Director: David F. Sandberg
Starring: Zachary Levi, Mark Strong, Jack Dylan Grazer, Asher Angel, Djimon Hounsou, Marta Milans, Grace Fulton, Cooper Andrews.
Written by: (also story) Henry Gayden, (story) Darren Lemke, (Shazam created) Bill Parker and C.C. Beck
Running Time: 132 mins
Release date: 5th April 2019
For far too long now, DC has been overshadowed by the might of the Marvel Cinematic Universe. The problem was that ever since Christopher Nolan took on the Dark Knight, DC went down the road of making their superhero creations too serious, or in the case of some of their films, pretentious. What they all seemed to lack was a sense of humour. Now comes Shazam! and while it’s not the most original of movies, is undoubtedly DC’s best.
Billy Batson, a teenager who was abandoned by his mother when he was young, has been moved from one foster home to another due to his hunt for his real parent. Moving in with the Vasquez, Billy has to cope with five other foster children, including Freddy, a superhero fanatic, When protecting him from bullies, Billy escapes and soon finds himself transported into a strange world where a wizard hands Billy the power of Shazam! A superhero, to bring back the escaped Seven Sins who have been stolen by Dr Sivana. Yet having a fully grown adult exterior with powers is more than Billy can cope with.
Borrowing heavily from Tom Hanks’s 1988 film, Big (including a nod involving a floor piano), this puts an interesting twist to the whole great powers comes great responsibilities. This is the story of a boy who not only has body swapped with an adult and all the difficulties that bring but he also has a host of powers that Billy cannot control.
The film takes a little time setting up the premise. It starts in the ’70s with a boy, bullied by his father and elder brother, who finds himself in the cave, asking if he was pure of heart. Sadly, it seems he isn’t, and years later the boy grows up to be Dr Sivana, the villain of the piece, who steals an orb that controls the Seven Deadly Sins. It’s more critical for the wizard to find someone. Billy fits the bill. Yet the teenager doesn’t have a clue. This is where the film kicks into action.
What does a teenager do if he has the body of a man? He goes to buy beer (only to discover it’s not all it cracks up to be). He gets Freddy to video what powers he has, which are instantly placed on YouTube. All the time is trying to hide his identity from his new family as Freddie announces, the bad guy will go to the ones closest to the hero first. Which happens.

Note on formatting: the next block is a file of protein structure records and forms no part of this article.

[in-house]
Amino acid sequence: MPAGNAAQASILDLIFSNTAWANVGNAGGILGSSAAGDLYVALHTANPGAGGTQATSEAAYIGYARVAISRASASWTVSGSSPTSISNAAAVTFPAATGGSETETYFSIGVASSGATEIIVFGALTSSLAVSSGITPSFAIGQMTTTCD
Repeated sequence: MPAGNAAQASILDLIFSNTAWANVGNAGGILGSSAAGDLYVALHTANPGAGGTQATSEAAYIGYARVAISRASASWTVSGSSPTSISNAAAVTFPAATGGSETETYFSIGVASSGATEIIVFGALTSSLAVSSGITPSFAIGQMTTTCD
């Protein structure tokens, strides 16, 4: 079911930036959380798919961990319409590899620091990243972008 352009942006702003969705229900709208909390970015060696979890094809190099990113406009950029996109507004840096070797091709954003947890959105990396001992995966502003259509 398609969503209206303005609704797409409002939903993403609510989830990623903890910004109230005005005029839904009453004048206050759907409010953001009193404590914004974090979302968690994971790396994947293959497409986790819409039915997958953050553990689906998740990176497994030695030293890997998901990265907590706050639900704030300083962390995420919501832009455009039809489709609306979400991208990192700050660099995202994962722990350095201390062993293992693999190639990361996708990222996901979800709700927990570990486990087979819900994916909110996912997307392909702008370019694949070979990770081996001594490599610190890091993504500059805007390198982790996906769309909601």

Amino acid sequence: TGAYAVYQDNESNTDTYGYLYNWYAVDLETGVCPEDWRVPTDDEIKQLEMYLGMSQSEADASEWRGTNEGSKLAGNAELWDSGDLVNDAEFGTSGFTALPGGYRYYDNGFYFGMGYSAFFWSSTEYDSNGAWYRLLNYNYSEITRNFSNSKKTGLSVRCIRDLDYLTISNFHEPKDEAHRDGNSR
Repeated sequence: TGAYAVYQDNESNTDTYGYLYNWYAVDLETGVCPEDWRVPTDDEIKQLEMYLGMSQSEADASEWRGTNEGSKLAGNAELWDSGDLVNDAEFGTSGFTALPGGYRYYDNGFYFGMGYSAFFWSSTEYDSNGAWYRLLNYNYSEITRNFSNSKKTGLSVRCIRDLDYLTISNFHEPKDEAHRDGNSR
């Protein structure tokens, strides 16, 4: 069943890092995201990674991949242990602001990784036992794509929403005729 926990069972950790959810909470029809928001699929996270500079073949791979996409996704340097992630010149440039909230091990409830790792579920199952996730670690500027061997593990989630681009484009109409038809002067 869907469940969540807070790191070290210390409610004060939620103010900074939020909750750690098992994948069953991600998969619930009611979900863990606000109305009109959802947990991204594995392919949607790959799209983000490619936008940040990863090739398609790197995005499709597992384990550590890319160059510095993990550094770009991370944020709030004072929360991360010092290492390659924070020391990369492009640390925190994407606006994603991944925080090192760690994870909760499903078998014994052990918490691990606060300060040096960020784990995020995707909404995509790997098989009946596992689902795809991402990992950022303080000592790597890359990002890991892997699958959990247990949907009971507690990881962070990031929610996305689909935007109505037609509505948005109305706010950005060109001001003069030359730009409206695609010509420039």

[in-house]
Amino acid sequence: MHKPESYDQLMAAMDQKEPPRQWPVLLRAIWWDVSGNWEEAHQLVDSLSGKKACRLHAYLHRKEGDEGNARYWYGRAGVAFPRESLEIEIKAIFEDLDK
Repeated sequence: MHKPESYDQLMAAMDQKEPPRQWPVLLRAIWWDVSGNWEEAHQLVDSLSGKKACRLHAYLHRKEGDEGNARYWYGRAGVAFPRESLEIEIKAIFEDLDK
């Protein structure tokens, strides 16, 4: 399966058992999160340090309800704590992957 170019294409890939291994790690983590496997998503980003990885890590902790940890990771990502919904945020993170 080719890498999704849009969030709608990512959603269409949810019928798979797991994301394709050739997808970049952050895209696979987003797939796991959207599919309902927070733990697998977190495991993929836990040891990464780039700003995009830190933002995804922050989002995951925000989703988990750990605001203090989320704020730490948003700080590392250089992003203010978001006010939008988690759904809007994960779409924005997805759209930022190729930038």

After the slow start, the film zips along with tremendous pace and is full of knowing winks to the audience with plenty of in-jokes about DC and the other superheroes from that world. There’s also plenty of gags about a child not knowing about his powers and how he can use them for his own personal gain until the finale which is the showdown between Shazam and Sivana. It also starts to head down the road of sentimentality. Luckily it stops itself from becoming too mawkish.
The performances are fun. As Dr Sivana, Mark Strong seems to be enjoying himself far too much, hamming it up as much as he possibly can. Even a hammy Strong is an engaging Strong. As Shazam!, Zachary Levi is a blast, mixing the innocence of a teenager with the excitement of a child, shifting to maturity when needed. It’s a joy to watch and will undoubtedly put Levi’s name up there with other big-screen heroes.
Shazam! is terrific. A fun slice of popcorn entertainment that never takes itself seriously and manages to prove that Marvel doesn’t necessarily have a monopoly over comedy superhero movies. DC should take heed and forget about being dark and moody. This is what audiences really want from a superhero movie.